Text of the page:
Islabikes announces it’s coming to an end

We’re very sad to share the news that Islabikes have announced that they will cease sale and production of bikes, once remaining stocks are sold. 

The brand, which paved the way for all the quality kids’ bikes we take for granted today, has confirmed that they’ve produced their last run of bikesthough the company is still solvent and will be fulfilling all outstanding orders. They’ll also continue to provide replacement parts for the foreseeable future.

Islabikes have been a regular feature at Cycle Sprog, ever since we started blogging as a family 12 years ago.

Back when most bike brands were just shrinking down adults’ bikes without any thought for children’s needs (with the end results being far too heavy and not small hand-compatible), Islabikes were one of the few good options available

Our youngest Cycle Sprog T learnt to pedal on his blue hand-me-down Islabike that his brother had also learnt to ride on.   In fact, it was Islabikes current MD, Tim Goddall, who fitted that particular Islabikes during an outing to their original Ludlow showroom. 

Over the years Islabikes introduced an impressive range of bikes to the market, for all ages of children.

We have reviewed many of them and have always been impressed with their quality and build.

While we can now enjoy a market with lots of brilliant options for bikes designed for children, for all budgets, this hasn’t always been the case, and it was Isla Rowntree – the founder of the brand – who proved there was a market for good quality, correctly sized kids bikes. 

Rowntree stepped back from the day-to-day running of Islabikes via an MBO in January 2021, handing majority ownership to Tim Goodall.

Since then, it has been a turbulent and difficult time for the cycle industry as a whole, and neither Tim nor Isla wish to continue.

In the past years, Islabikes haven’t gone without further innovation attempts. Most notable was the launch of their Imagine project, which aimed to build a circular economy of high quality bikes. This saw the brand’s bikes being circulated, serviced and maintained, with nothing being thrown away, but recycled at the end of life.  Whilst never reaching the stage of mass roll out it’s a legacy that hopefully the cycling industry and wider manufacturing industries can continue to build upon.

They also launched their Icon range, designing bikes for older riders with restricted mobility and prototypes for people with disproportionate Dwarfism. Innovating bikes for the young and old, Islabikes have been forward thinking and pushing accessibility to the sport, which truly is admirable.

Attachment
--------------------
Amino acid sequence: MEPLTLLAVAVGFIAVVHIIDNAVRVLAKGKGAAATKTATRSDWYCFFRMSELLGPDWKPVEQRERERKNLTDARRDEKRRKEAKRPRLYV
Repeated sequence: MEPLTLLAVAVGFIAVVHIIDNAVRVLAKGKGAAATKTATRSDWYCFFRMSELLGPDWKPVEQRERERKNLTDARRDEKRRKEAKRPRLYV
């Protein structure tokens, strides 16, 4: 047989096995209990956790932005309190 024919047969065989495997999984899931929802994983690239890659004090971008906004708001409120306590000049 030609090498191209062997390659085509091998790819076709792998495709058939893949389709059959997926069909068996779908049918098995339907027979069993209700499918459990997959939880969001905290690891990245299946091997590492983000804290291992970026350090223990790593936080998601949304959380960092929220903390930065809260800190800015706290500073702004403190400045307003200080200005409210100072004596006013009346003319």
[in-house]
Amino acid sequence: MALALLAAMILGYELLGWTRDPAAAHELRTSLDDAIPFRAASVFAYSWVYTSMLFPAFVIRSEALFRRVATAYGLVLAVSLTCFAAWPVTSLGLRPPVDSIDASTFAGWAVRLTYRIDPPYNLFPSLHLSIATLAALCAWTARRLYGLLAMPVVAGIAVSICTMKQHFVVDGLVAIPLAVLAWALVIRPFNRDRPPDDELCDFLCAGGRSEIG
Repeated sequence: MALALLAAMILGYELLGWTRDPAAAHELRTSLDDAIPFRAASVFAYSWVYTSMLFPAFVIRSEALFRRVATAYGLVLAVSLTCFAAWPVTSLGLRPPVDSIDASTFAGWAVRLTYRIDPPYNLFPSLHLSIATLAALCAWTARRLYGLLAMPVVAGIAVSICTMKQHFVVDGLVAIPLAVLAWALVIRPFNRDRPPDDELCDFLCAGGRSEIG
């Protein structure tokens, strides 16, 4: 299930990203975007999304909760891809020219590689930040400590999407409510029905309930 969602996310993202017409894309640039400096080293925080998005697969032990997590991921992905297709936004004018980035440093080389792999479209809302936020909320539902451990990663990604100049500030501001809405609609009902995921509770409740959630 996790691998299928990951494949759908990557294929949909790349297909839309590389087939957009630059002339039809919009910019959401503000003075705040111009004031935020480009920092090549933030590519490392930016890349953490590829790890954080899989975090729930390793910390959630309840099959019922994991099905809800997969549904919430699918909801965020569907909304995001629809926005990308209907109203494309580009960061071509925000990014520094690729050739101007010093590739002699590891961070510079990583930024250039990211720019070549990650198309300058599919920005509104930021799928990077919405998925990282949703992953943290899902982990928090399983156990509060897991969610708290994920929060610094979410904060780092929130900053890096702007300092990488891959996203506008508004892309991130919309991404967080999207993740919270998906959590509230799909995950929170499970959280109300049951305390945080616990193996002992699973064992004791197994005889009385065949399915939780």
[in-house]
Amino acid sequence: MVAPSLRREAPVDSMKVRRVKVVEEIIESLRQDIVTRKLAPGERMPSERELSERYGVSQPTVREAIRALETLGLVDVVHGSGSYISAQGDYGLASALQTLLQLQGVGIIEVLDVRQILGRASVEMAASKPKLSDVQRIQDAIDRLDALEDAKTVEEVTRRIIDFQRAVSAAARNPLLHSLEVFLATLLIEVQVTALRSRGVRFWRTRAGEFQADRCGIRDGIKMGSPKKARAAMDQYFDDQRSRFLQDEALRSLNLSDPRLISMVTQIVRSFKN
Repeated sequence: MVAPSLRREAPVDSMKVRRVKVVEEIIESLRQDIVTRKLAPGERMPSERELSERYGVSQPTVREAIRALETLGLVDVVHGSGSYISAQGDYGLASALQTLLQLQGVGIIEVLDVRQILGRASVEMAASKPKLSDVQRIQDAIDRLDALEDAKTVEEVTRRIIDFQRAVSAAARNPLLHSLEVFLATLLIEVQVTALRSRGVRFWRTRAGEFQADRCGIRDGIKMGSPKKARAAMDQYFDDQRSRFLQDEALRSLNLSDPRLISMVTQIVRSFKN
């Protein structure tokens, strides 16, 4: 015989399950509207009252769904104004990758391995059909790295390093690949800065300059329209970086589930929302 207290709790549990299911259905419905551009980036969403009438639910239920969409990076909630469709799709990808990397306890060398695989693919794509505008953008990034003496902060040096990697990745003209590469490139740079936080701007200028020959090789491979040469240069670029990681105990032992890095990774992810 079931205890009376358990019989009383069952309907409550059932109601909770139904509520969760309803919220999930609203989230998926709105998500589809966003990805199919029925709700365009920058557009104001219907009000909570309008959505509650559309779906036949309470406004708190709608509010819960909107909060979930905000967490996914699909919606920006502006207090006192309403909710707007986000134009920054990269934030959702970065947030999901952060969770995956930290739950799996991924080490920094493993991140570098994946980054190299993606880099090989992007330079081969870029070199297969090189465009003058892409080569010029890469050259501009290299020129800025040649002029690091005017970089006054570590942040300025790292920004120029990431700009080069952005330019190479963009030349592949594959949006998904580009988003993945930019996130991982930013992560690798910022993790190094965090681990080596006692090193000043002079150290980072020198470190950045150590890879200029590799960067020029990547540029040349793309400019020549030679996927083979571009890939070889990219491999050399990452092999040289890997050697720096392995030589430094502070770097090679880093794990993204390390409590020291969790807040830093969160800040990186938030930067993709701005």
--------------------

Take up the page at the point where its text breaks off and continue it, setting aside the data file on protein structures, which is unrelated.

According to their press release: 

“Today, it’s easy to forget just how bad most children’s bikes were when I started Islabikes 18 years ago”, said Isla. “They were monstrously heavy, fitted with outsized components and had dreadful brakes that were out of reach. They were so poor I believed they had the potential to put many children off cycling for life and I founded Islabikes to change that – to give children a better experience of cycling with the many benefits that brings.

“Islabikes’s early success gradually gained attention from other and bigger cycling brands and, as a result of them following our lead, today good quality, well thought out children’s bikes are available from multiple places, and for me, that is a wonderful thing.”

“Tim and I would like to thank our many loyal customers, colleagues and suppliers who have contributed to the Islabikes story over the last 18 years.”

All this to say, the legacy Isla and Tim leave with Islabikes is an impactful one, and we will be sad to no longer see their wonderful bikes and innovation, as will, we’re sure, so many of our readers whose Sprogs have grown up on Islabikes. 

So what’s next for Isla bikes?

  • There will be ongoing supply of spare parts and existing guarantees will be honoured. 
  • The company remains solvent and has no outstanding creditors. 
  • There are still lots of models available to buy while remaining stocks last.

If you don’t need a bike currently, we are confident their bikes will live on within the second hand market, as we know they last for many many riders. 


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